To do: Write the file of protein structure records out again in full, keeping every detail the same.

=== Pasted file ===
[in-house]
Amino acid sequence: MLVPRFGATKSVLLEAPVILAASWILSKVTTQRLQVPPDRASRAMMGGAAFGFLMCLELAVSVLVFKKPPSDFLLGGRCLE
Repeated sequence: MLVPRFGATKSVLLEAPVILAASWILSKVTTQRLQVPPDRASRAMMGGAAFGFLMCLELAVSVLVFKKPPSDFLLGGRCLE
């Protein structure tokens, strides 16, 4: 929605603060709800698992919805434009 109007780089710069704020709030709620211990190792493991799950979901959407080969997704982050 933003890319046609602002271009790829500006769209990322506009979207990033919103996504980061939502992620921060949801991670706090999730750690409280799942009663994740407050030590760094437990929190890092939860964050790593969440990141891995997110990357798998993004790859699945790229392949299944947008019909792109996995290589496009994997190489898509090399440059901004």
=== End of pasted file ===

[in-house]
Amino acid sequence: MLVPRFGATKSVLLEAPVILAASWILSKVTTQRLQVPPDRASRAMMGGAAFGFLMCLELAVSVLVFKKPPSDFLLGGRCLE
Repeated sequence: MLVPRFGATKSVLLEAPVILAASWILSKVTTQRLQVPPDRASRAMMGGAAFGFLMCLELAVSVLVFKKPPSDFLLGGRCLE
């Protein structure tokens, strides 16, 4: 929605603060709800698992919805434009 109007780089710069704020709030709620211990190792493991799950979901959407080969997704982050 933003890319046609602002271009790829500006769209990322506009979207990033919103996504980061939502992620921060949801991670706090999730750690409280799942009663994740407050030590760094437990929190890092939860964050790593969440990141891995997110990357798998993004790859699945790229392949299944947008019909792109996995290589496009994997190489898509090399440059901004």